A Probabilistic Surface Registration Framework with Applications to Partial Data Analysis

Published at: PhD Thesis, 2021
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A Probabilistic Surface Registration Framework with Applications to Partial Data Analysis


The usage of Point Distribution Models (PDMs) is very attractive, especially in medical imaging analysis. This is due to their simplicity, robustness, and the relatively low number of data items needed for their construction. When a PDM is used to analyze a novel image one can automatically extract measures from it, the likelihood of the target shape can be estimated or it can be used to complete partial observations. The most important aspect of constructing PDMs and analyzing novel data is how to establish point-to-point correspondence. Previous work mainly relies on the underlying assumption that exactly one optimal correspondence exists. Particularly when partial data is completed, the established correspondence has a big influence and can result in incorrect reconstructions.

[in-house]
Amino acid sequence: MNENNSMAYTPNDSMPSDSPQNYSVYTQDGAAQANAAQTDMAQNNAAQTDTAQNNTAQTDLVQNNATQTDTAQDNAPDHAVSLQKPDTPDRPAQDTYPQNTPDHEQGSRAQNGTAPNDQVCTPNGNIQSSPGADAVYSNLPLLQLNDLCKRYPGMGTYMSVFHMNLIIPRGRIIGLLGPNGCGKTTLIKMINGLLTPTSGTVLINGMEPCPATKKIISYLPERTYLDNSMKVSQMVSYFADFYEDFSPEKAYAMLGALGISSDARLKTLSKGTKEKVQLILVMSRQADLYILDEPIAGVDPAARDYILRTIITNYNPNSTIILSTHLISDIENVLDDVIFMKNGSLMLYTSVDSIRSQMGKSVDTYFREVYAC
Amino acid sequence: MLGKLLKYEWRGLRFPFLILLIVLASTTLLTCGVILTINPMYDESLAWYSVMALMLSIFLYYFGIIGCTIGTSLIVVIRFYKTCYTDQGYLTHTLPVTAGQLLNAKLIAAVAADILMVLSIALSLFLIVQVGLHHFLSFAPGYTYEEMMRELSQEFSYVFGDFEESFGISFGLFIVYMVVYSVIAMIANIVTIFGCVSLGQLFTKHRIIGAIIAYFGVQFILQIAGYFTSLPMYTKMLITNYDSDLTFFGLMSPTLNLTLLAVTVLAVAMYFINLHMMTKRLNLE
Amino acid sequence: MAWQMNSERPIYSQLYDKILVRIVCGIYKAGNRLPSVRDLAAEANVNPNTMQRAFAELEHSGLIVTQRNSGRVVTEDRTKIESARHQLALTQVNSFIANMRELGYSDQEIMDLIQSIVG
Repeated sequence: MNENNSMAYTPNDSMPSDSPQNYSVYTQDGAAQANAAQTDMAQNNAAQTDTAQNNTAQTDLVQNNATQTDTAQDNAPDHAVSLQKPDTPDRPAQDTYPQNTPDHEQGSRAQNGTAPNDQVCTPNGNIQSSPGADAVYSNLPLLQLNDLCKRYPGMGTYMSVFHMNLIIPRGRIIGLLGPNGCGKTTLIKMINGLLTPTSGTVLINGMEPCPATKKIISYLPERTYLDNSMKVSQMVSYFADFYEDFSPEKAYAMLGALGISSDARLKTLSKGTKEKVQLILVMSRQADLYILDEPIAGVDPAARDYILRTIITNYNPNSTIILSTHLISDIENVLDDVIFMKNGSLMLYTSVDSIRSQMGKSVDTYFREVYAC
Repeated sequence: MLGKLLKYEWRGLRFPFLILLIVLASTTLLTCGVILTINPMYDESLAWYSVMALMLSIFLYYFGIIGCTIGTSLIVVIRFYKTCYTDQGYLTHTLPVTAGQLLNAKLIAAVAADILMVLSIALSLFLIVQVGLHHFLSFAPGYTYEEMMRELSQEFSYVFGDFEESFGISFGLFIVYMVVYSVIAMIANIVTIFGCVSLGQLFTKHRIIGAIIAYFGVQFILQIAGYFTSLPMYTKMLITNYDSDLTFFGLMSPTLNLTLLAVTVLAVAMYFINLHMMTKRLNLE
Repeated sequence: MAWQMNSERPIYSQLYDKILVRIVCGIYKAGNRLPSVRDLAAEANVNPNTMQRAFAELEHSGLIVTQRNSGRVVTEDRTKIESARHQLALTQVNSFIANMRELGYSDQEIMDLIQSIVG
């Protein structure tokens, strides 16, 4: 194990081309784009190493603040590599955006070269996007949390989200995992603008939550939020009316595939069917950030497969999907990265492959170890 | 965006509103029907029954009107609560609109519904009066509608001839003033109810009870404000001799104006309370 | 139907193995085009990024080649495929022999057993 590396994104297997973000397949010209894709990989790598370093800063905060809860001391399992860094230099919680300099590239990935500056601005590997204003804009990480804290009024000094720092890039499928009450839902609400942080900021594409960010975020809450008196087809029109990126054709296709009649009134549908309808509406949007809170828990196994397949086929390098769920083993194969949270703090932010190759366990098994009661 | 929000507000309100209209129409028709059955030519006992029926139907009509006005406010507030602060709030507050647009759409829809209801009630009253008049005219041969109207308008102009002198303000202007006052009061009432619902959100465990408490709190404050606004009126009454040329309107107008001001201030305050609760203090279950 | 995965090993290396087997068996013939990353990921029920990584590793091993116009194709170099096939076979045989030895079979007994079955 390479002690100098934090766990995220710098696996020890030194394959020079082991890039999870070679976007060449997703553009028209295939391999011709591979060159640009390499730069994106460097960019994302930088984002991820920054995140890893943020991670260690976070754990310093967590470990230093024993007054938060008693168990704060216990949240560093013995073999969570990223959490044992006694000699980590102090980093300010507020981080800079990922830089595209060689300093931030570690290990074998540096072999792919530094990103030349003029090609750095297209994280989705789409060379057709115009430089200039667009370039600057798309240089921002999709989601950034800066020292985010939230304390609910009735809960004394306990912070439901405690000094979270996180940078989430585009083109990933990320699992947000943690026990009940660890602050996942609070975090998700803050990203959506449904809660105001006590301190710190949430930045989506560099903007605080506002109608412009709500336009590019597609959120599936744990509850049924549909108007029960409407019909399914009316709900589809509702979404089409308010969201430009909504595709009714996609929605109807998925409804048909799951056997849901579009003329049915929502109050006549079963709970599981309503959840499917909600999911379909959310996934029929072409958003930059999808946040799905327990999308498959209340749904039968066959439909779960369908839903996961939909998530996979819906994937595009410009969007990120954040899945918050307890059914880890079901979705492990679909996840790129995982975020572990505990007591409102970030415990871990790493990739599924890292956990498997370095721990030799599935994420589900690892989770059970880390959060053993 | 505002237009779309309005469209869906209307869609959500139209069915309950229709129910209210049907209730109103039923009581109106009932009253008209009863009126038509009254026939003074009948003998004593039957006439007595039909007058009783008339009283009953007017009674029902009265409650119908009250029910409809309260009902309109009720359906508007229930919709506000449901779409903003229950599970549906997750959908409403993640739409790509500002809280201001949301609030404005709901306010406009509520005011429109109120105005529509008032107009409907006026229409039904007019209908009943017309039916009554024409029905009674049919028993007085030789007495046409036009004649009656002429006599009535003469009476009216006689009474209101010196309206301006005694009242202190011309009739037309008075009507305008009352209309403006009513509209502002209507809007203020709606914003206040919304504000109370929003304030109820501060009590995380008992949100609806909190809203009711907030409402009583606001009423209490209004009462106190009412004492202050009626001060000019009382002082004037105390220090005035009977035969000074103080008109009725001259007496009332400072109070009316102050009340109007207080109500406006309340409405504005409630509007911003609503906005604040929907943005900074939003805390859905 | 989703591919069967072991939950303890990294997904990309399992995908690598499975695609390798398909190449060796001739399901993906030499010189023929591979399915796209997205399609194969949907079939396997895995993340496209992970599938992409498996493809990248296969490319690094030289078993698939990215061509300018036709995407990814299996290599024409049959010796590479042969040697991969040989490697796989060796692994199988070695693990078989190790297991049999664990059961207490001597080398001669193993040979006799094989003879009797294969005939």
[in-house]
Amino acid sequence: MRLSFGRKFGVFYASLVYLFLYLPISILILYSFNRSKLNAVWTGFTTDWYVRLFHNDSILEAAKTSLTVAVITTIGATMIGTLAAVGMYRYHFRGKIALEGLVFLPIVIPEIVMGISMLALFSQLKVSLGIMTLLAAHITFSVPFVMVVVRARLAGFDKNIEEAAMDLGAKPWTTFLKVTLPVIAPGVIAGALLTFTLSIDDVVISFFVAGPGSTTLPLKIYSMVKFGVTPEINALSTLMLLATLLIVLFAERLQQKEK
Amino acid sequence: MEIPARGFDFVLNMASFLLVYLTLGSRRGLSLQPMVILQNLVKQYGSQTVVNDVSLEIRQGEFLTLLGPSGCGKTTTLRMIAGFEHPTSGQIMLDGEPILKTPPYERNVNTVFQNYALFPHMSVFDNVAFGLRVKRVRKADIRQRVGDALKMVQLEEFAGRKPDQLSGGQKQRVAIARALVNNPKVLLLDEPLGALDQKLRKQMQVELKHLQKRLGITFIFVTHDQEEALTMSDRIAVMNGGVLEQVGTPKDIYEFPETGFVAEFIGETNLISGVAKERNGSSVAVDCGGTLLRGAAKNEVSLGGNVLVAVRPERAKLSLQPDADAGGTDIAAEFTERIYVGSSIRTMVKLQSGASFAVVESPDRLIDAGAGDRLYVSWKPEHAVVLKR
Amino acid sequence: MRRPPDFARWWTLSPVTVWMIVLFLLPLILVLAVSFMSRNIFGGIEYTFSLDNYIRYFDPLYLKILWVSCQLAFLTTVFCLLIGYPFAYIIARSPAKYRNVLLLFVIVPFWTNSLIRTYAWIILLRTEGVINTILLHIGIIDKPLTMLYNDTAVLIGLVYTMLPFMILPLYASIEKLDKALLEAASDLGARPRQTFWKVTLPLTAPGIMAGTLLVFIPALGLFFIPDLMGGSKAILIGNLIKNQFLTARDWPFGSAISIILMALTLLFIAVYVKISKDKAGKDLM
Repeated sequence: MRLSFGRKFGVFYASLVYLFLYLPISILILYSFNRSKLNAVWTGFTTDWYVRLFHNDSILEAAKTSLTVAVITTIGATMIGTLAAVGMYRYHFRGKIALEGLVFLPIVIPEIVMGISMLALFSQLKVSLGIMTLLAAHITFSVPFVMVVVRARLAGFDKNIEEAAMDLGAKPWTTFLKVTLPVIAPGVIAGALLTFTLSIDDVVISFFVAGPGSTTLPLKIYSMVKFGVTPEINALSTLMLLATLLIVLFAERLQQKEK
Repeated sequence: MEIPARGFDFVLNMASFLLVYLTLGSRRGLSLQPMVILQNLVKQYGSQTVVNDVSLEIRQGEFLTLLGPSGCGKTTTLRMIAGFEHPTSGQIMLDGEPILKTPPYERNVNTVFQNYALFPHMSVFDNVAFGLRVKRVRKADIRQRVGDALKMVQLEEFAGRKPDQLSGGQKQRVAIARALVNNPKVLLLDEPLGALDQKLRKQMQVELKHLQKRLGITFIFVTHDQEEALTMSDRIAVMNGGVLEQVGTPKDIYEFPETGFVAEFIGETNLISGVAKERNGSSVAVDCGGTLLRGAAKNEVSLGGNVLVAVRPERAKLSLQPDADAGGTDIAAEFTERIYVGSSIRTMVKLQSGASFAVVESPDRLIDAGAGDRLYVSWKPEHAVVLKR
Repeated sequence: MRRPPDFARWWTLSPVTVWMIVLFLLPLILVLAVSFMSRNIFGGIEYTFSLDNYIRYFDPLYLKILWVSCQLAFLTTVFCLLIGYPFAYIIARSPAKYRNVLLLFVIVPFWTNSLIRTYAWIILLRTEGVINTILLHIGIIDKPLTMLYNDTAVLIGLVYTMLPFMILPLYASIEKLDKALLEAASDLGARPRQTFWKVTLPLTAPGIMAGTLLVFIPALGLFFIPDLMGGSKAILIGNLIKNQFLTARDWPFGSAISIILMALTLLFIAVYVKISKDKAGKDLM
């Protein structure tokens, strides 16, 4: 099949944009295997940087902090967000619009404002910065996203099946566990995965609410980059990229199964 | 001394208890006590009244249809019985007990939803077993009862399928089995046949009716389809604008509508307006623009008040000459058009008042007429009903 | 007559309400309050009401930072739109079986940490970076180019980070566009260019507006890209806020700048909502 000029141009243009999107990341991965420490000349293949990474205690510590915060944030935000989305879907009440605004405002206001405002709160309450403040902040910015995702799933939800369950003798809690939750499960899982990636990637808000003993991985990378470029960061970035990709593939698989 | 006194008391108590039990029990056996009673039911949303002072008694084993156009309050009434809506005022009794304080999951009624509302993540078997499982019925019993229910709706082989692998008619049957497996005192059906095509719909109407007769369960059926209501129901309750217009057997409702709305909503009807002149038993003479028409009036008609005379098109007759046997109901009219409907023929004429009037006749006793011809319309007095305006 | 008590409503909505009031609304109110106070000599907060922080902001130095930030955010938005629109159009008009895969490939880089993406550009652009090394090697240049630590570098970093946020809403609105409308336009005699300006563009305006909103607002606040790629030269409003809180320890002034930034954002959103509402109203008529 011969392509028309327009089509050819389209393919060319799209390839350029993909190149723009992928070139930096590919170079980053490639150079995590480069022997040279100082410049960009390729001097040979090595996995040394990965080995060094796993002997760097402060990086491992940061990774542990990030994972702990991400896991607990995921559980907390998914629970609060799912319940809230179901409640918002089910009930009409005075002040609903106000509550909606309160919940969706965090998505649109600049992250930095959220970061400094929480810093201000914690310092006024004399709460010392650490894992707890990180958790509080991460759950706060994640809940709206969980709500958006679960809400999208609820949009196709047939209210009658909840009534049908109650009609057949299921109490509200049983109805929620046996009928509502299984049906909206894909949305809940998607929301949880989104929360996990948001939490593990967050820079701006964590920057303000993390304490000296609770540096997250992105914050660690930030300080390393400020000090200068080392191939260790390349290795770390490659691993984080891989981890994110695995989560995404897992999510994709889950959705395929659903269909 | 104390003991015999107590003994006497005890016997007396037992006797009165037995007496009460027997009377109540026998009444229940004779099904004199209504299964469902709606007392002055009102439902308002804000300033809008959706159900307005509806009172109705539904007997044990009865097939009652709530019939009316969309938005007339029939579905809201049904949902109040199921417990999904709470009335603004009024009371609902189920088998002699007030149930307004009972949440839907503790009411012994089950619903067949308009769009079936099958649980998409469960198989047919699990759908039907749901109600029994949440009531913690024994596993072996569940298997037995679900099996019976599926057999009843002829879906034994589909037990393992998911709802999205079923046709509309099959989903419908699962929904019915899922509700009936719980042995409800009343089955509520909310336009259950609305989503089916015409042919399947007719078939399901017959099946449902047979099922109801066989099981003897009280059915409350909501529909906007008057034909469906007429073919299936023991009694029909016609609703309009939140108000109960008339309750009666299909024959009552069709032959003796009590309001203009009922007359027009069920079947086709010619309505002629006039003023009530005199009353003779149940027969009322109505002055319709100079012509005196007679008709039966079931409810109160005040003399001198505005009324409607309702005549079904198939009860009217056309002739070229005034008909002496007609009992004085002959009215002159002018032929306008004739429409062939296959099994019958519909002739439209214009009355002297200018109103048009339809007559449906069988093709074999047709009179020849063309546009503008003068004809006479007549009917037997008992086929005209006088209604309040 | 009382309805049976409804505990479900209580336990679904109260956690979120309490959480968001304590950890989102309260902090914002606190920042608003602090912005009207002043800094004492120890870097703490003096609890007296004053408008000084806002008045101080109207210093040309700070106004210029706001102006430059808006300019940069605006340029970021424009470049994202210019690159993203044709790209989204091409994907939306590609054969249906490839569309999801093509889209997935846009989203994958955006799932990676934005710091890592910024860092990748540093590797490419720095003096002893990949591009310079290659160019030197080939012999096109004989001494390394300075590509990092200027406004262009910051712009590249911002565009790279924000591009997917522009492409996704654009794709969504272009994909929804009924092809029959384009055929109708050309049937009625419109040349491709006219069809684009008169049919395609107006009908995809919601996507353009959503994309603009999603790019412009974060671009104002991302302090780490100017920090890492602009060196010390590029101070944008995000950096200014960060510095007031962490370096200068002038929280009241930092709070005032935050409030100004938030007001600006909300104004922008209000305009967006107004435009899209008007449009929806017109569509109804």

In this thesis, we introduce a generalized probabilistic non-rigid registration framework. We build upon the Gaussian Process Morphable Model (GPMM) framework, which clearly separates prior deformation information from the general registration algorithm. We view non-rigid surface registration as a probabilistic inference problem. This leads us to a distribution of registrations from a specific target. More importantly, the distribution does not rely on any hard correspondence assumption. Instead of settling on one specific correspondence assumption, our method takes all the different correspondence pairs into account.

The thesis is divided into 3 main parts: first we introduce GiNGR, which is a generalized iterative non-rigid surface registration framework that unifies previous algorithms such as Iterative Closest Point (ICP) and Coherent Point Drift (CPD) under the same non-rigid registration framework. We then show how we can use GiNGR to make existing registration algorithms probabilistic in comparison to their deterministic nature. We empirically show how a simple ICP method benefits from the probabilistic framework by becoming more robust and able to quantify the registration uncertainty.

Finally, we show several applications of the probabilistic registration framework by analyzing partial data and how PDMs can be constructed from partial data with different properties using multiple imputations.